My dad’s perfect printing. My mom’s wild scribbling. They fought, they loved, they played pinochle together. I treasure each for who they were and who together, made me. And I wonder, when I’m gone, will anyone keep these mementos? Or will the ink be so faded, they will be lost to time.

wildflowers constrained,
exhuberant colors vased
bonsai, controlled art

Written for dVerse Haibun Monday. Today Victoria is hosting and asks us to explore the Japanese art of Wabi Sabi – the art of revering authenticity, appreciating imperfections, slowing down to appreciate rather than perfect. The haibun form begins with non-fiction prose and concludes with a haiku. The haiku must deal with nature. 

Night View from 7N

Outside, an evening still-life
city sounds gone.
Color wheel spun to day’s end,
the stuff of coloratura
no more.
Within the darkness,
a multiplicity of light.

Tree leaves
individual by day
morphed imperceptible,
indistinct within their larger shape.
Lunar glow, specks of bright,
office window flickers,
shadows in grays.

Not black or white.
No monochrome this.

Softened lines and curves.
Milky illumination
blending into hazy ebony.
Outside my window,
a continuum of grace.
My urban amen
as I slip into sleep.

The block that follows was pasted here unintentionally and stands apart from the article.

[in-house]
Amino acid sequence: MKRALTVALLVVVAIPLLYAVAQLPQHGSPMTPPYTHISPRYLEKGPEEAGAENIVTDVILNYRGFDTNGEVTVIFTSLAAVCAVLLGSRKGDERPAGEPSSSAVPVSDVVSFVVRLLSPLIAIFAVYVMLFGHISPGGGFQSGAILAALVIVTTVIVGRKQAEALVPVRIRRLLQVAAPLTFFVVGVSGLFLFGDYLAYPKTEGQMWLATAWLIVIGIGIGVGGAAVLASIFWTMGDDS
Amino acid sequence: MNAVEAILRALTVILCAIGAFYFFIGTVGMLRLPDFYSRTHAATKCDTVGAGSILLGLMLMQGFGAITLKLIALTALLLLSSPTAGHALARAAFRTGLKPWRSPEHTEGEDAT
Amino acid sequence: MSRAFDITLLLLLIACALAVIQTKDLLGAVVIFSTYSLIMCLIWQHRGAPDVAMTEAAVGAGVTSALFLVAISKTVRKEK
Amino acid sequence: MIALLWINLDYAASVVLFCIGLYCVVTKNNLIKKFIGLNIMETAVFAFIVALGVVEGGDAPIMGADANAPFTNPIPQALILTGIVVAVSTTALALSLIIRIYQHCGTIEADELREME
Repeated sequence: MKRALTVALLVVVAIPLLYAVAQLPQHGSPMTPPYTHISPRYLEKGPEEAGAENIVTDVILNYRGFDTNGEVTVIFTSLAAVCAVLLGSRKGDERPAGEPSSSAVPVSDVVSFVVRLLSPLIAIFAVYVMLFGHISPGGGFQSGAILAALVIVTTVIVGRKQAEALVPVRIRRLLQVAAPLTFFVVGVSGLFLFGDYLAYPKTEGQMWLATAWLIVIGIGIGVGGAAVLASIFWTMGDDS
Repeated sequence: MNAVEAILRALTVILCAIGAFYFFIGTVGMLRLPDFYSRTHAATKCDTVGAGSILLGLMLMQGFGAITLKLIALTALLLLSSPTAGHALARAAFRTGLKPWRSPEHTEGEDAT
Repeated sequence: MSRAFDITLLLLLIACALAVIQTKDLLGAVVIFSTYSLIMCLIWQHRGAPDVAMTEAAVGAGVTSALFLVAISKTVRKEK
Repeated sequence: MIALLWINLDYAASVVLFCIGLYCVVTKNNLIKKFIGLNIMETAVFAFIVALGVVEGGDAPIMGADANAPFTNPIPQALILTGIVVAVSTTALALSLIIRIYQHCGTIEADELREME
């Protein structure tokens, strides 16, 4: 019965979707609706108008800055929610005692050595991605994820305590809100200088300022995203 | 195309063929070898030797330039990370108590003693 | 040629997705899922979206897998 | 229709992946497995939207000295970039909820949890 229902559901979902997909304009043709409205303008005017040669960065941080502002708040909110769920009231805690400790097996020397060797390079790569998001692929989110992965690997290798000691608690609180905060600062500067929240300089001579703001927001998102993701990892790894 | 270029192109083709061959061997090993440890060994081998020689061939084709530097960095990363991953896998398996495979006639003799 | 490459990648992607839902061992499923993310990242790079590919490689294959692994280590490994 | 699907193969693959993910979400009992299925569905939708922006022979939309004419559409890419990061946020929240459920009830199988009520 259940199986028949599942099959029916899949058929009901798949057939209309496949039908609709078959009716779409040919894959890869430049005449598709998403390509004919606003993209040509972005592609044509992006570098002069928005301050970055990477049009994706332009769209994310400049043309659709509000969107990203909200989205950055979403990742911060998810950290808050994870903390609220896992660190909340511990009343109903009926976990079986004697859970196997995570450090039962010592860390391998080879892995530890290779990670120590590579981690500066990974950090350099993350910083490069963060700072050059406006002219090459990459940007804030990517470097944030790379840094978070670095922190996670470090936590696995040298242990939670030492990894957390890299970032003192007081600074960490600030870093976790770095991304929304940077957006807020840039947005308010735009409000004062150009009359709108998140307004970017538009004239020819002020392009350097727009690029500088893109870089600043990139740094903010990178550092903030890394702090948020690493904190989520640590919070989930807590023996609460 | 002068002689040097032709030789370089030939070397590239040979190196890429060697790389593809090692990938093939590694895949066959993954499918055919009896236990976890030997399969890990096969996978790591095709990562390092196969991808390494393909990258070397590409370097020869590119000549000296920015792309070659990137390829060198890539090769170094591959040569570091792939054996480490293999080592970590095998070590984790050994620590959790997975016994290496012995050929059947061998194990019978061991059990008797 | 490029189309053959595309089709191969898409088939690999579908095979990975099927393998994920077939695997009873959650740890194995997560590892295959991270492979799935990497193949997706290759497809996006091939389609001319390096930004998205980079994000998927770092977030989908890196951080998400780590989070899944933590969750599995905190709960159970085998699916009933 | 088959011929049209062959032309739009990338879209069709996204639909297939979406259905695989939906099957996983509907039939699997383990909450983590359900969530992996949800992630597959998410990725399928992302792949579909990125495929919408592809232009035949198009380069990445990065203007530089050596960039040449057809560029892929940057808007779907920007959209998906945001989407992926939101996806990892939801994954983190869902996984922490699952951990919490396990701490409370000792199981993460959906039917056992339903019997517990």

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We’re Looking Out/Looking In at dVerse today. I’m hosting Tuesday’s Poetics and asking everyone to consider the windows in their apartment/home. They can either look in or look out; look at the view or the window itself. And then write a poem that somehow deals with that window, metaphorically or in reality (poetic license allowed, of course!). Each writer is to do two things: 1) post the photo of their window or view from their window; and 2) write a poem motivated by that photo, using the word “window” in either the title or text of the poem. And by the way, dVerse just celebrated their 6th anniversary yesterday!! dVerse, the virtual pub for poets, opens at 3 PM Boston time today. Come on over and post your “view” and/or just take a peek with us! All are welcome!

Blessings

When the cacophony of news blares deafening dreadful,
‘tis time to still one’s feet, one’s hands, one’s mind.

Seek the beautiful, but for a moment.
Listen to stillness and you will hear the quiet.

Contemplate the beside you ~
     the chair upon which you sit
     the cold-hot water you may choose to drink, to draw
     the texture of cloth which warms your skin
     the view through glass panes that alternates,
     day to night to day again
     the love you carry within your heart,
     from those who have held your hands.

Inhale. Exhale. Breathe.

Then slowly rise and move deliberately,
into the good.

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It’s Tuesday and that means Poetics at dVerse, the virtual pub for poets. Paul is hosting and tells us about a book, Anam Cara, by Irish poet/philosopher John O’Donahue, which includes a number of “Blessings” poems. Paul asks us to write a blessing, adding “and may our words create ripples in the pond of the world.”  Pub opens at 3 PM Boston time. Come soar with us! Photo taken a number of years ago on our Baltic cruise.